28 July 2008Secretary-General Ban Ki-moon said that he was “gratified” that his nomination of South African judge Navanethem Pillay as the new United Nations High Commissioner for Human Rights had today been endorsed by the General Assembly. Mr. Ban reiterated his commitment to ensuring that human rights remain high on the agenda of the Organization, in a statement released by his spokesperson. He said that he expected that the new the new High Commissioner would preserve the independence of her Office, and maintain effective working relations with the General Assembly, the Human Rights Council and the human rights community in general.Ms. Pillay will succeed Louise Arbour of Canada, who completed her five-year term on 30 June.Since 2003, Ms. Pillay has served as a judge on the International Criminal Court (ICC), based in The Hague in the Netherlands. Prior to that, she served – as both Judge and President – on the UN International Criminal Tribunal for Rwanda (ICTR), which she joined in 1995.The Secretary-General said that he was determined to give Ms. Pillay his full support, including with increased financial and human resources, as approved by the General Assembly.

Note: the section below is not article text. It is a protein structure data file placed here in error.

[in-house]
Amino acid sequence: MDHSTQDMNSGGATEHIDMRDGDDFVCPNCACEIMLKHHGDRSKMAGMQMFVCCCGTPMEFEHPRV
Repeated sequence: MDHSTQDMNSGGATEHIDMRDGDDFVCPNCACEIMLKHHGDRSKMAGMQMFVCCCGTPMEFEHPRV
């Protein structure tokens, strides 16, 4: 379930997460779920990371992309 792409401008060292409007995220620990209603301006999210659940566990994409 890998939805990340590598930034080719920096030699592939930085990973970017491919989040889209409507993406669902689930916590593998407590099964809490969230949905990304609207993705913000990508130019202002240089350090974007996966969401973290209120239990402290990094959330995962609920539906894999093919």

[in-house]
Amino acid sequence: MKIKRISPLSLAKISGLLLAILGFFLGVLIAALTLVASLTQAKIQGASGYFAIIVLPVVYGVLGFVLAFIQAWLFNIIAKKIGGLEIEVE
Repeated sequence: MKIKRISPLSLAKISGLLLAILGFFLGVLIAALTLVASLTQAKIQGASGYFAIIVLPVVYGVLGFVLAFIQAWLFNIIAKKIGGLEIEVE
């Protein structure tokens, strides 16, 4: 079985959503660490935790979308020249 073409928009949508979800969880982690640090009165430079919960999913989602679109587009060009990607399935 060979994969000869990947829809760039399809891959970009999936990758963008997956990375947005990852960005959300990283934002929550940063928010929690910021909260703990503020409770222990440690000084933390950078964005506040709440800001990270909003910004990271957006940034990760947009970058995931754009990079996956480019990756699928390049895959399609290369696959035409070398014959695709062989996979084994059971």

United Nations Special Adviser Lakhdar Brahimi announced today that Sheikh Ghazi Al-Yawar, the current head of Iraq’s Governing Council, will be President of the interim government that will take over from the United States-led Coalition Provisional Authority (CPA) at the end of the month.That position had been offered to former Foreign Minister Adnan Pachachi but he declined for personal reasons, said Mr. Brahimi, who has been in the country since early May meeting with a broad spectrum of Iraqis to help them agree on the administration that will inherit sovereignty on 30 June and guide the country until elections are held in January 2005.He also announced the appointment of Ibrahim Jaafari and Rowsch Shaways as deputy presidents. Mr. Brahimi said he had given his recommendations for the composition of the Cabinet to Prime Minister Designate Ayad Allawi, who was named on Friday. Mr. Allawi is expected to announce those later today.The envoy noted that his month-long consultations have involved the Governing Council, the CPA and “a very large number of representatives of the public, including political parties, professional associations, trade unions, tribal and religious leaders, academics and intellectuals, women’s and youth organizations, and others.”At a ceremony this morning in Baghdad unveiling the new interim government, Mr. Brahimi called the event “the first step of this road which will be, no doubt, long and difficult.”I believe that those who were chosen to perform this mission will be qualified and effective and capable for it,” he added.The envoy also told those present that he did not come to Iraq to work as an international civil servant. “I tried to work as one of you – a brother who believes in this country, a brother who loves this country, a brother who considers this country his, and looks forward to several visits in the future, not for work, but for meeting the brothers and the friends.”A UN spokesman reported that Mr. Brahimi is now working towards the establishment of a Preparatory Committee for a national conference. read more